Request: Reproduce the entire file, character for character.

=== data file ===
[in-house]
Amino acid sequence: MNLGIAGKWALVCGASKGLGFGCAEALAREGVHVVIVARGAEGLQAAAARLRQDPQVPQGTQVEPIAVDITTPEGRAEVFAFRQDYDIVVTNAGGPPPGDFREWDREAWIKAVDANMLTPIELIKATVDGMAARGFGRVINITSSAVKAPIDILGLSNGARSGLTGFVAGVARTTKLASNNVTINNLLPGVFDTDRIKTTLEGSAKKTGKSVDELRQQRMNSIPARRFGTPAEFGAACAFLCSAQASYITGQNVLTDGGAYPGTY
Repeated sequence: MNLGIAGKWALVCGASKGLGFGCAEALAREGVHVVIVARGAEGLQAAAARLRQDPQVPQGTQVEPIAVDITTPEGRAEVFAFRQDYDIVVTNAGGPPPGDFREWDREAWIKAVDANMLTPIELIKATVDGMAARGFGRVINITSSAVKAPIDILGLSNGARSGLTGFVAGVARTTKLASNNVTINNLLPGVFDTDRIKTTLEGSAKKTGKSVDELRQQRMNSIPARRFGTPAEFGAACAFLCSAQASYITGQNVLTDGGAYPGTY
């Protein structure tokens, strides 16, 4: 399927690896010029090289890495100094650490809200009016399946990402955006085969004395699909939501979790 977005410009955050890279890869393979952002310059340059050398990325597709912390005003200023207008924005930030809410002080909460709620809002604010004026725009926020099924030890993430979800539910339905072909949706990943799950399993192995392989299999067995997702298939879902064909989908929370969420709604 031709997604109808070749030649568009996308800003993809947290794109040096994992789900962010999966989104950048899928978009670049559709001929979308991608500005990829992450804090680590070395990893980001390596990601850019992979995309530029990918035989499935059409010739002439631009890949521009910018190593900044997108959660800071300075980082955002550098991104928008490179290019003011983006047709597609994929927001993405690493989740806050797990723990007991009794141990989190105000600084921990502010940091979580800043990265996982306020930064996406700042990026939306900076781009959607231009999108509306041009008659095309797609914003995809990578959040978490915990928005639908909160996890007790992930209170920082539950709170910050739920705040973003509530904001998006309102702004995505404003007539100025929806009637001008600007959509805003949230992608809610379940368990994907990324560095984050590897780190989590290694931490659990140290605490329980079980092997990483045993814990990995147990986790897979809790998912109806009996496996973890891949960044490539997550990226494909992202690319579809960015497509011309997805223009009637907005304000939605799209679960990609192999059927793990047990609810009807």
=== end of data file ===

[in-house]
Amino acid sequence: MNLGIAGKWALVCGASKGLGFGCAEALAREGVHVVIVARGAEGLQAAAARLRQDPQVPQGTQVEPIAVDITTPEGRAEVFAFRQDYDIVVTNAGGPPPGDFREWDREAWIKAVDANMLTPIELIKATVDGMAARGFGRVINITSSAVKAPIDILGLSNGARSGLTGFVAGVARTTKLASNNVTINNLLPGVFDTDRIKTTLEGSAKKTGKSVDELRQQRMNSIPARRFGTPAEFGAACAFLCSAQASYITGQNVLTDGGAYPGTY
Repeated sequence: MNLGIAGKWALVCGASKGLGFGCAEALAREGVHVVIVARGAEGLQAAAARLRQDPQVPQGTQVEPIAVDITTPEGRAEVFAFRQDYDIVVTNAGGPPPGDFREWDREAWIKAVDANMLTPIELIKATVDGMAARGFGRVINITSSAVKAPIDILGLSNGARSGLTGFVAGVARTTKLASNNVTINNLLPGVFDTDRIKTTLEGSAKKTGKSVDELRQQRMNSIPARRFGTPAEFGAACAFLCSAQASYITGQNVLTDGGAYPGTY
């Protein structure tokens, strides 16, 4: 399927690896010029090289890495100094650490809200009016399946990402955006085969004395699909939501979790 977005410009955050890279890869393979952002310059340059050398990325597709912390005003200023207008924005930030809410002080909460709620809002604010004026725009926020099924030890993430979800539910339905072909949706990943799950399993192995392989299999067995997702298939879902064909989908929370969420709604 031709997604109808070749030649568009996308800003993809947290794109040096994992789900962010999966989104950048899928978009670049559709001929979308991608500005990829992450804090680590070395990893980001390596990601850019992979995309530029990918035989499935059409010739002439631009890949521009910018190593900044997108959660800071300075980082955002550098991104928008490179290019003011983006047709597609994929927001993405690493989740806050797990723990007991009794141990989190105000600084921990502010940091979580800043990265996982306020930064996406700042990026939306900076781009959607231009999108509306041009008659095309797609914003995809990578959040978490915990928005639908909160996890007790992930209170920082539950709170910050739920705040973003509530904001998006309102702004995505404003007539100025929806009637001008600007959509805003949230992608809610379940368990994907990324560095984050590897780190989590290694931490659990140290605490329980079980092997990483045993814990990995147990986790897979809790998912109806009996496996973890891949960044490539997550990226494909992202690319579809960015497509011309997805223009009637907005304000939605799209679960990609192999059927793990047990609810009807």